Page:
Just in case you are thinking “I know exactly what I’m going to do: lie on my sun-lounger in the sun and do nothing”, that wasn’t what we meant by the headline. But you’re absolutely right. Summer is the time for lying in the sun doing nothing but enjoying our pristine lawns, flowerbeds, shrubs, and trees, and picking the fruits of our labours earlier in the year.
However, there are still gardening jobs that need to be done before we can take that well-earned rest. In the vegetable plot it’s time to plant out tomatoes, marrows, and sweetcorn, now that the threat of frost has passed. As you plant them, remove some of the soil around them to make a small dip: this helps when watering, as the water will sink in around the plant rather than spreading elsewhere. When watering any plants give them a good soak: too many people give plants a quick spray with a hand-held spray-gun which achieves little more than wetting the leaves.
Harvest Lettuce And Radish Crops
You can sow runner beans directly in the ground if you haven’t already done so. Keep harvesting lettuce and radish crops and don’t forget to sow some more every couple of weeks. When planting out cabbages be sure to use cabbage collars to protect against cabbage root fly. Start to harvest early potatoes, and plant out main-crop potatoes up until the end of July. When planting out leeks use a pole to push a hole about 8” – 10” deep in the soil: trim off the leek roots leaving about an inch of root on each plant and plant to the bottom of the hole. Fill each hole with water. By planting deeply like this you will save having to keep earthing the plants up as they grow. Plant out annual summer bedding plants.
If onion and garlic leaves are beginning to yellow it means that they are nearly ready to harvest. In order to really ripen them off they can be lifted and placed on a bench or elsewhere off the ground in full sun. The leaves on daffodils grown for cutting should be left on the plants for six weeks after flowering in order for them to fully benefit the bulb for next year: after this they can be cut down.
Nip Out Side-Shoots Of Greenhouse Tomatoes
Tomatoes grown in the greenhouse border should have side-shoots nipped out as they emerge: keep tying the plants into the canes as they grow. You can pinch out the tops when the plants reach the greenhouse roof and let them set up to five trusses of fruit each. Apply shade paint to the greenhouse to prevent over-heating on sunny days and damp down the greenhouse floor on hot days, remembering to open the windows and door in the morning and close them again at night.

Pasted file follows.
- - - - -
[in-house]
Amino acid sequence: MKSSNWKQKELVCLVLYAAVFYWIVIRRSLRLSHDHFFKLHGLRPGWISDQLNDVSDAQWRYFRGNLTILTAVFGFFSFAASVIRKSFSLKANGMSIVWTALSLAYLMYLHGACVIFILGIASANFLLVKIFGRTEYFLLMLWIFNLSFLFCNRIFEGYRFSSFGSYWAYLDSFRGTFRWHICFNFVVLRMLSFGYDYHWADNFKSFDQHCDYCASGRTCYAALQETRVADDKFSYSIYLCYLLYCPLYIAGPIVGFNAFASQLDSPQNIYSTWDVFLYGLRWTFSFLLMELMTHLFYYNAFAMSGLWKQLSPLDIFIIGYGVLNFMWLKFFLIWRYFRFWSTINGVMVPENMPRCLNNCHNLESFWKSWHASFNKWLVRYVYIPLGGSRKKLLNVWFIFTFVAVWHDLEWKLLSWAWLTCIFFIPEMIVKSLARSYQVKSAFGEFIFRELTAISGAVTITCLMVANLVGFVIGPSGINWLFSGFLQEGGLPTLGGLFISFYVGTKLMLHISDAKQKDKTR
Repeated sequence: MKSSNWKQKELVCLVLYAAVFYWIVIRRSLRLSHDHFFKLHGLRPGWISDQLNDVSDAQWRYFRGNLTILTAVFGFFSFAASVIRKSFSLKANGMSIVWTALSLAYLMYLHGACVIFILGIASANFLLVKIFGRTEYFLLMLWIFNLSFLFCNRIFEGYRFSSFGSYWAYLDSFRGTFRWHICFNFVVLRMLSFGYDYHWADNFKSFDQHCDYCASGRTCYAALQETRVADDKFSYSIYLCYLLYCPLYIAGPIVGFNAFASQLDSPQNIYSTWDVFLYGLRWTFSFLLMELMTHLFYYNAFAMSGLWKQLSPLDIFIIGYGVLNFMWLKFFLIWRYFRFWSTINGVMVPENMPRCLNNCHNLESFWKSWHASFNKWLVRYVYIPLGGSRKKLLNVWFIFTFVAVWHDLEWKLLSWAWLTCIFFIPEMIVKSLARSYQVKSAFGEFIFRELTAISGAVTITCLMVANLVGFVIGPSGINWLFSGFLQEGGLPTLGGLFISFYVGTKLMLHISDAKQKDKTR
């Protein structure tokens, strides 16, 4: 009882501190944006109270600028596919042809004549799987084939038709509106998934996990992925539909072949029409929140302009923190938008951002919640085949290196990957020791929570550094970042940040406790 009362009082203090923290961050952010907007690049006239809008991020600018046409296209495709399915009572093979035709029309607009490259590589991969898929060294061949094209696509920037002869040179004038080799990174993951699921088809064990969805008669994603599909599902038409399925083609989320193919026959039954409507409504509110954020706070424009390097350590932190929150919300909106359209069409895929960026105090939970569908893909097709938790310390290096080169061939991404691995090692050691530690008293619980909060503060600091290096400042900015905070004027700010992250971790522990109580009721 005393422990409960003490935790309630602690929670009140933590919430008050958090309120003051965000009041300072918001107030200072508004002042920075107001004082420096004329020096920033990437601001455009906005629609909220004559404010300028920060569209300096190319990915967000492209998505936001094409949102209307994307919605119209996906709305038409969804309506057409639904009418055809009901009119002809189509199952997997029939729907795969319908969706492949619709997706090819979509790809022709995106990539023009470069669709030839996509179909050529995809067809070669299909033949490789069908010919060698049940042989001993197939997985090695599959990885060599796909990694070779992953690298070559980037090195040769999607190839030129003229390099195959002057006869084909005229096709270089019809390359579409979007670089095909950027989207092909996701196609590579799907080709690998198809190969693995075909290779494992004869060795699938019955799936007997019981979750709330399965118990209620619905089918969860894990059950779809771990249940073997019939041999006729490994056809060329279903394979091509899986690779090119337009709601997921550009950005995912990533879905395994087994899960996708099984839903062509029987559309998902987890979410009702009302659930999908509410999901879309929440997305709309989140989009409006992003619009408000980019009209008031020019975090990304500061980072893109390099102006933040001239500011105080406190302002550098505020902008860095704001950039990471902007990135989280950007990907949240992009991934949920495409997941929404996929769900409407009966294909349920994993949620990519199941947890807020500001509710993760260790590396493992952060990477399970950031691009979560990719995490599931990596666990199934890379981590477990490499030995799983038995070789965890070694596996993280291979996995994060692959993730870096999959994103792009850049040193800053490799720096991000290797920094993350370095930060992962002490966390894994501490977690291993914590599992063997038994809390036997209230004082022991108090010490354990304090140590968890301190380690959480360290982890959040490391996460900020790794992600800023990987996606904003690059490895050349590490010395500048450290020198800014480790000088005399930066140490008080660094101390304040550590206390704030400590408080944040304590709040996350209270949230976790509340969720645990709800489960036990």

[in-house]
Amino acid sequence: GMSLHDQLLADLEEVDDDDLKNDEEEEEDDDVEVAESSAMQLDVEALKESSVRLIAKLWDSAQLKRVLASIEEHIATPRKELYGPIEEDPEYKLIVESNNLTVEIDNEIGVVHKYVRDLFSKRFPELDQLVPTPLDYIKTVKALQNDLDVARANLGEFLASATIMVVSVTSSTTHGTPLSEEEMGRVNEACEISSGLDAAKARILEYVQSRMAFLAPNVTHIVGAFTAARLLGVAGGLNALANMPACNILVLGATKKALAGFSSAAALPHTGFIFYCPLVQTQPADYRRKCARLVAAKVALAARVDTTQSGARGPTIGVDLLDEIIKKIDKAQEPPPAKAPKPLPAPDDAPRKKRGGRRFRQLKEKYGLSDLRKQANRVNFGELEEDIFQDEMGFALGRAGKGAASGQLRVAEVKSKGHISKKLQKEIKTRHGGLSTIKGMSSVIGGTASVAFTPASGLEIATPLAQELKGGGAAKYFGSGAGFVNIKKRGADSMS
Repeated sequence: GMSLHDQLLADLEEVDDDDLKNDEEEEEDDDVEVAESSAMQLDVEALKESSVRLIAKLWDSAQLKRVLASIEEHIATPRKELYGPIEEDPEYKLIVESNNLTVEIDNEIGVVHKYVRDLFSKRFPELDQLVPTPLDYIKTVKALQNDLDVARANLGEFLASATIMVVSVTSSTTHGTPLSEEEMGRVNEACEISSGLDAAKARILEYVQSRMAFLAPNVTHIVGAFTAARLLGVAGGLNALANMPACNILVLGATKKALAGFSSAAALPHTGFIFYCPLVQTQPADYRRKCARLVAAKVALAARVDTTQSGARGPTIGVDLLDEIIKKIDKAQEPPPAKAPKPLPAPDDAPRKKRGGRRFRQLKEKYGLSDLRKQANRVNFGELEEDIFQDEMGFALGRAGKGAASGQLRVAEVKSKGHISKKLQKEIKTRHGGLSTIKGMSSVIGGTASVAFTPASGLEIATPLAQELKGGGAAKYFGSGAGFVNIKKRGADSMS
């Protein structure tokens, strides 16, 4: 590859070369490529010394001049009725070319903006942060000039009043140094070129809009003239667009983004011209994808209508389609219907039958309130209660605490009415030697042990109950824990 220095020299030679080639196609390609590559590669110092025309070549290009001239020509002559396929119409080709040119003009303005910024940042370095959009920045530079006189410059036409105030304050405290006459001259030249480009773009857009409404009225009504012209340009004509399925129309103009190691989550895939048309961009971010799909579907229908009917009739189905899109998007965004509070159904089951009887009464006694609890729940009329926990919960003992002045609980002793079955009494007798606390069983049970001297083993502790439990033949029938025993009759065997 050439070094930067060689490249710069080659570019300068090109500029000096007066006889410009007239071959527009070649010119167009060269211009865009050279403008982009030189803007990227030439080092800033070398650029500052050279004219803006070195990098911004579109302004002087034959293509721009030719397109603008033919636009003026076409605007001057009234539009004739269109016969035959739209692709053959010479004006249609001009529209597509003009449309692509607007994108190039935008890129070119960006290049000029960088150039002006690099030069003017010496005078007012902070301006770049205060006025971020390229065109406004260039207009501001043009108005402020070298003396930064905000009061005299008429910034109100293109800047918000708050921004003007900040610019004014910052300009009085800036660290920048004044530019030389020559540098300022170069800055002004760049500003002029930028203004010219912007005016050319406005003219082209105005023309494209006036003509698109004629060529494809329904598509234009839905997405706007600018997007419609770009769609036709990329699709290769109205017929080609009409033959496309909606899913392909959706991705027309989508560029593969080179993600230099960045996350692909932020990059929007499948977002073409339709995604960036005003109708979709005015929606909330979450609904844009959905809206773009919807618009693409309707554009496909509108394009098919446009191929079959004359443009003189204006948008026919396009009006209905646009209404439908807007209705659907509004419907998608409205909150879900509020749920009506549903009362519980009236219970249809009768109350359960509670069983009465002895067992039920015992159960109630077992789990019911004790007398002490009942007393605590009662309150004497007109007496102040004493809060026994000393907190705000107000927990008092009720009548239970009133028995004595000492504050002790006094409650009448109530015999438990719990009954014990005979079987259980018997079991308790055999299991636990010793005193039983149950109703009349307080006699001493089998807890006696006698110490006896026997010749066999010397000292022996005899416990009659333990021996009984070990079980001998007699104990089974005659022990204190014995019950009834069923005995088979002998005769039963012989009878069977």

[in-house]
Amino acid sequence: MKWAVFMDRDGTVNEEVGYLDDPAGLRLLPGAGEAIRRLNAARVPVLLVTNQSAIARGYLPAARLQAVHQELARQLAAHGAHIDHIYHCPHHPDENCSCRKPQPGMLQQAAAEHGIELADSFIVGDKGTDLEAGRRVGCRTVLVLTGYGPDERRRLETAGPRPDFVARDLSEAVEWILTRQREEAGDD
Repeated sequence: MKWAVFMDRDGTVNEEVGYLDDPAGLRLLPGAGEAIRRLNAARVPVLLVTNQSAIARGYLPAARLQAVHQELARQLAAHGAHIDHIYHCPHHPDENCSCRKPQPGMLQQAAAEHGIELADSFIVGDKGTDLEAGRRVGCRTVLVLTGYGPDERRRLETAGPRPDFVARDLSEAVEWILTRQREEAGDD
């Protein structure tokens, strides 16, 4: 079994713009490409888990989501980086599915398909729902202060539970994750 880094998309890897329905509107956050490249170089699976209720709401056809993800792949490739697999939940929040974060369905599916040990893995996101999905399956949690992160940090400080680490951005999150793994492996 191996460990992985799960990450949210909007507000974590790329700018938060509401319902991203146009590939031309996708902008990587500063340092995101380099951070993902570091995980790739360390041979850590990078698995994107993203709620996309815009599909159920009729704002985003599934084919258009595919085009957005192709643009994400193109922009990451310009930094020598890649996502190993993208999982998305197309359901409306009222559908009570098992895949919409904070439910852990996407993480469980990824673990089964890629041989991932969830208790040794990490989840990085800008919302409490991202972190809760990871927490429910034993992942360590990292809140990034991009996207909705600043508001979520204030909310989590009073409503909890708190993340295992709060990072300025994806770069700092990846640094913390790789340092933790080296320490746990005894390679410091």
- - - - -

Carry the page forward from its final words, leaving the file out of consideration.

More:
When the weather is hot, water hanging baskets and other small containers every day. Protect the developing fruits on blackberries and raspberries with netting if you don’t want to let the local bird population have them all. Continue to hoe around all plants in the veg plot, remembering the old adage that the best time to hoe is before you see any weeds.
Keep Cutting Sweet Peas
If you are growing sweet peas for cutting, keep cutting them as they come into flower. Once they really get going you can cut them every other day which will encourage further flowering – and nothing beats the smell of fresh sweet peas in the house. Keep tying them into their canes as the plants grow. The same thing applies to climbing plants such as clematis and honeysuckle. Tie in any tall or floppy perennial plants to stakes. Dead-head repeat-flowering roses. Prune out overcrowded stems of clematis montana when it has finished flowering. Bluebells and snowdrops can be lifted and divided when the leaves start to turn yellow.
Keep mowing the lawn, but in hot dry weather set the mower blades one setting higher. Keep watering the lawn when the weather is having a long dry spell, especially if it is a new lawn. Feed with a lawn fertiliser and use a lawn weed-killer if necessary.
Have you done all that?
If you have, you have earned your reward. Get the sun-lounger out, lie in the sun, and perhaps have a glass or two of Pinot Noir.